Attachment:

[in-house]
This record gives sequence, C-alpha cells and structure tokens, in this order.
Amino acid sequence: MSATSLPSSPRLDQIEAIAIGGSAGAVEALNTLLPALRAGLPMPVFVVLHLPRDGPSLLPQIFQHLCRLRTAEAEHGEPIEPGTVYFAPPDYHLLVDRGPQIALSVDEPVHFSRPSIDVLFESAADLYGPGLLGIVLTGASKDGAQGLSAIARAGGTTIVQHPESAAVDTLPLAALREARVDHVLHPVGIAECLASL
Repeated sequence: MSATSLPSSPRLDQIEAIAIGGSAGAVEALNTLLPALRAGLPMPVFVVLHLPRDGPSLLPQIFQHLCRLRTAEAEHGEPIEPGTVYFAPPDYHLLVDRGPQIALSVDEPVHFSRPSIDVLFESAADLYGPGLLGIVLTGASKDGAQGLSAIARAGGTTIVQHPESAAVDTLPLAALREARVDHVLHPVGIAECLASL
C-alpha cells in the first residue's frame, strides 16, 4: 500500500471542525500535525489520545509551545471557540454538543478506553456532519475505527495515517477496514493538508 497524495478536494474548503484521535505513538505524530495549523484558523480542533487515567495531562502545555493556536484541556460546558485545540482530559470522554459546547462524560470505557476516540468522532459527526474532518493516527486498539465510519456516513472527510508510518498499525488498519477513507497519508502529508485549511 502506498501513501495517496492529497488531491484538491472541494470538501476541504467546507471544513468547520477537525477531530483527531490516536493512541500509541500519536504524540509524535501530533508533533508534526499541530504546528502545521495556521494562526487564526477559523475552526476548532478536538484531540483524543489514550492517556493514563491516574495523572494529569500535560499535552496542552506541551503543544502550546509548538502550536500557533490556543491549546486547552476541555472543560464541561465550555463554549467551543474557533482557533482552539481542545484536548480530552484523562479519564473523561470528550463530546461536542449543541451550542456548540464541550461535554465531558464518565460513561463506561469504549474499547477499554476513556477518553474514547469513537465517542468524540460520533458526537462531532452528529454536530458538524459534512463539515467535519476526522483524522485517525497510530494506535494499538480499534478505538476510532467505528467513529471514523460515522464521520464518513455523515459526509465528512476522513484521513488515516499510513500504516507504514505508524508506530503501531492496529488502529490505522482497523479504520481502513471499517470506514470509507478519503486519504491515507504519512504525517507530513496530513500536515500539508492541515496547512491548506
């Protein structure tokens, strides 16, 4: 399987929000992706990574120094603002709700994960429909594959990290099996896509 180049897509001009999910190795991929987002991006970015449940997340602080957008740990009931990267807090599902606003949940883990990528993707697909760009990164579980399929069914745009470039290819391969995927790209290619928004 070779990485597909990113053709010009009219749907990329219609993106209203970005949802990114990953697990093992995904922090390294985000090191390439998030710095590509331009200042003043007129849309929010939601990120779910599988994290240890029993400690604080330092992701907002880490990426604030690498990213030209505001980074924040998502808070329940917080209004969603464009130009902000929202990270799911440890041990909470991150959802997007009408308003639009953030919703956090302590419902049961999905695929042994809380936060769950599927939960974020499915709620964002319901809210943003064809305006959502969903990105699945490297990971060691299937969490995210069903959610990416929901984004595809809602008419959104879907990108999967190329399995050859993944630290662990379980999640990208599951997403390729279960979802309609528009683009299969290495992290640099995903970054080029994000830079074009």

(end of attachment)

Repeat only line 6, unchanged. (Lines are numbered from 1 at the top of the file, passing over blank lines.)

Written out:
């Protein structure tokens, strides 16, 4: 399987929000992706990574120094603002709700994960429909594959990290099996896509 180049897509001009999910190795991929987002991006970015449940997340602080957008740990009931990267807090599902606003949940883990990528993707697909760009990164579980399929069914745009470039290819391969995927790209290619928004 070779990485597909990113053709010009009219749907990329219609993106209203970005949802990114990953697990093992995904922090390294985000090191390439998030710095590509331009200042003043007129849309929010939601990120779910599988994290240890029993400690604080330092992701907002880490990426604030690498990213030209505001980074924040998502808070329940917080209004969603464009130009902000929202990270799911440890041990909470991150959802997007009408308003639009953030919703956090302590419902049961999905695929042994809380936060769950599927939960974020499915709620964002319901809210943003064809305006959502969903990105699945490297990971060691299937969490995210069903959610990416929901984004595809809602008419959104879907990108999967190329399995050859993944630290662990379980999640990208599951997403390729279960979802309609528009683009299969290495992290640099995903970054080029994000830079074009």